Question: If I have spoken Lashon Hara (evil slander) about my friend, must I confront him and tell him what I have done in order to request his forgiveness? Also, what is the law regarding a rabbi who has ruled stringently on a matter when, in fact, there is actually room for leniency, must he ask forgiveness for this?
Answer: In the previous Halachot we have discussed that Yom Kippur does not atone for sins between man and his fellow until one actually goes and appeases the wronged party.
The Opinion of the Chafetz Chaim
Based on this, it seems that one who has spoken Lashon Hara about another must certainly go over to this person, tell him what has transpired, and ask for his forgiveness, for if one does not do so, how can one ask for forgiveness? This is indeed the opinion of Hagaon Rabbeinu Yisrael Meir Ha’Kohen of Radin in his epic Sefer Chafetz Chaim (Laws of Lashon Hara, Chapter 4, Section 12) that one must, in fact, tell one’s friend what he has said about him.
The Opinion of Rabbi Yisrael Salanter
Nevertheless, Maran Rabbeinu Ovadia Yosef zt”l writes (in his Chazon Ovadia-Yamim Nora’im, page 244) that if one’s friend does not know that he has spoken Lashon Hara about him and it seems that if the individual were to go and reveal this to him, this will make the other individual extremely angry and upset, one should indeed not tell his friend that he has spoken Lashon Hara about him. Maran zt”l quotes the Sefer Shalmei Mo’ed (page 56) who rules likewise in the name of Hagaon Rabbi Yisrael Salanter.
This is actually quite logical, for the main purpose here is for there to be peace and harmony amongst the Jewish nation; by recounting to one’s friend what he has said about him, on the contrary, this will cause great strife and a great lack of peace. It is therefore preferable for one to remain silent, not reveal what has occurred, and to only ask for the friend’s forgiveness in a general manner (i.e. without getting into details), as is customary on Erev Rosh Hashanah. From now on, one should repent fully and accept upon himself not to repeat this sin.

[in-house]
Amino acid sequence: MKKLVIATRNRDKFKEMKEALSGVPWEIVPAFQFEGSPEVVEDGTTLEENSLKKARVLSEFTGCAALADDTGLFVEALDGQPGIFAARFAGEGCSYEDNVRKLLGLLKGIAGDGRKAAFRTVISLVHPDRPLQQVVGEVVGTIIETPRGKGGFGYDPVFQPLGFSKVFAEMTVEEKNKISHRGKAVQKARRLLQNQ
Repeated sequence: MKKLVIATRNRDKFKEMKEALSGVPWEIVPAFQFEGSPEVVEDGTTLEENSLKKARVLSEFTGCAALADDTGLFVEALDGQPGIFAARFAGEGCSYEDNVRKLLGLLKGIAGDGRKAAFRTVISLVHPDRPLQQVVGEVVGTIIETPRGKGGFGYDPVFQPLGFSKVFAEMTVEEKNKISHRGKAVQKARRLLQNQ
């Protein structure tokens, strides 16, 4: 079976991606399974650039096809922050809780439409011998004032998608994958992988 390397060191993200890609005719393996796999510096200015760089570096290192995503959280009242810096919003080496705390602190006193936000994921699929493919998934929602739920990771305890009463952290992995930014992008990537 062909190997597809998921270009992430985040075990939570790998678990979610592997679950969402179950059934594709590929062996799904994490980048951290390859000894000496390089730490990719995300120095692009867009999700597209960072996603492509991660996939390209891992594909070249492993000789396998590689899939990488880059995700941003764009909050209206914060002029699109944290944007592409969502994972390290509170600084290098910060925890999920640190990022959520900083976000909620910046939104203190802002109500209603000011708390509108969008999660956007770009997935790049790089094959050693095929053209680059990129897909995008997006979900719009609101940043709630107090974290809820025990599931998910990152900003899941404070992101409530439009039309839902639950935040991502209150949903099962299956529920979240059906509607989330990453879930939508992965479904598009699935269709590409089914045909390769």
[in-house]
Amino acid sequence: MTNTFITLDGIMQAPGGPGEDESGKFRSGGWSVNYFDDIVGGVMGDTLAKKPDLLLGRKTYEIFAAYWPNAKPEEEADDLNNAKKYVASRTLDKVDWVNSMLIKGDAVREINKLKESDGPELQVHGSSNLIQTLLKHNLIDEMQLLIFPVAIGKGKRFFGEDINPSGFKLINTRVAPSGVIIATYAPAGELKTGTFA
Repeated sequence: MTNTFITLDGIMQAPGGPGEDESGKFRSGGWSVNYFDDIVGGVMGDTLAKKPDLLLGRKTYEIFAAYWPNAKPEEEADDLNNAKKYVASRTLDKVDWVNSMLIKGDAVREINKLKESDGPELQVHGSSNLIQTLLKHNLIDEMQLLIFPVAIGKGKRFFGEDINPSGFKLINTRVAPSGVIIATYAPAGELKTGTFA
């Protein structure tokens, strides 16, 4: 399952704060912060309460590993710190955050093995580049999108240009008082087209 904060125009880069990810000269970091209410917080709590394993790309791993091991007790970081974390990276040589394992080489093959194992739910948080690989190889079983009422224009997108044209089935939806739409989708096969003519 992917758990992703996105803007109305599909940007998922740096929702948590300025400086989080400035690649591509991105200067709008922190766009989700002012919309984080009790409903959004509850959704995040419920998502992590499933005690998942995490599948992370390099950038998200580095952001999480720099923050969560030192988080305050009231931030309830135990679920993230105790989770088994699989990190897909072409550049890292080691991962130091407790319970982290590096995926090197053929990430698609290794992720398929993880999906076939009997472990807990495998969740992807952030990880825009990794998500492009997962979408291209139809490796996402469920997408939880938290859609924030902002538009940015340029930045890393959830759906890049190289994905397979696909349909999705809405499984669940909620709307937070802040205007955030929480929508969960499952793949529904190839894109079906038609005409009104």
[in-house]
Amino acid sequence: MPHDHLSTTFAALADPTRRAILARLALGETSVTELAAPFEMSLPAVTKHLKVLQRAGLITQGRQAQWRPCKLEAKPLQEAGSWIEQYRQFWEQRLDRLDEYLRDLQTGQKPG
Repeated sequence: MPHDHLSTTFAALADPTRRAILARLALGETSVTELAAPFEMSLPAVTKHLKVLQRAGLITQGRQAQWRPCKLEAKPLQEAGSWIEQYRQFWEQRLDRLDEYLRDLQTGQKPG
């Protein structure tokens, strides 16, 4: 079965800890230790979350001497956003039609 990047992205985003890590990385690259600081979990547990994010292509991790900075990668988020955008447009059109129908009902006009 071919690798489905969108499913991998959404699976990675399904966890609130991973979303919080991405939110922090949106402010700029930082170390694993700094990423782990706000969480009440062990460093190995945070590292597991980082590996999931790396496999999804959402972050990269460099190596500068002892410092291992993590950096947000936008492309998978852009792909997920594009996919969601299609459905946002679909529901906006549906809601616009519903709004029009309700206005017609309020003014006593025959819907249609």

The Opinion of Rabbi Shlomo Zalman Auerbach
Hagaon Harav Shlomo Zalman Auerbach zt”l adds (in his Sefer Shalmei Mo’ed) that if one insults the honor of his friend and the friend is unaware of this and if the individual were to find out what actually transpired, he would take it to heart and be quite upset, one may abstain from recounting this matter over to him at all; rather, one should merely ask for the friend’s forgiveness in a general manner. Regarding such an incident does the verse state, “Praiseworthy is one who is lifted of iniquity, whose sin is covered.” From now on, one must make sure not to return to these sinful ways.
Unintentional Lack of Learning is Considered Deliberate
Let us now address our second question regarding a rabbi who rules stringently for someone, for instance, if he rules that a chicken is a Terefa when, in fact, this is not the case and there was actually room for leniency. Similarly, if a rabbi rules stringently for a Sephardic individual on a matter which Sephardim usually rule leniently on or vice versa and causes the individual a monetary loss, must the rabbi ask for forgiveness?
Some say that the rabbi need not ask for forgiveness and they bring reasons for their opinion. Maran zt”l, on the other hand, writes in his Chazon Ovadia-Yamim Nora’im (page 243) that their words are completely baseless since our Sages teach us that “an unintentional lack of learning is considered deliberate” meaning that if one sins because he has not learned sufficiently, it is considered as if he has transgressed the prohibition deliberately. Thus, the rabbi must certainly appease the individual whom he has ruled mistakenly for and even offer him monetary compensation for the loss in order for the individual to forgive him.
When the poor of Jerusalem would come and inquire about the Kashrut of a chicken they held in their hands from Maran Hagaon Rabbeinu Tzvi Pesach Frank zt”l in order to ascertain whether or not there was an issue of a Terefa, in instances where the rabbi would lean towards forbidding consumption of the chicken, he would rule stringently and then pay the inquirer the entire sum of the chicken in order for him not to be the source of a monetary loss to the pauper. It then became commonplace for all of Jerusalem’s poor to frequent the home of this righteous halachic genius, for they knew that by doing so, they would never lose out…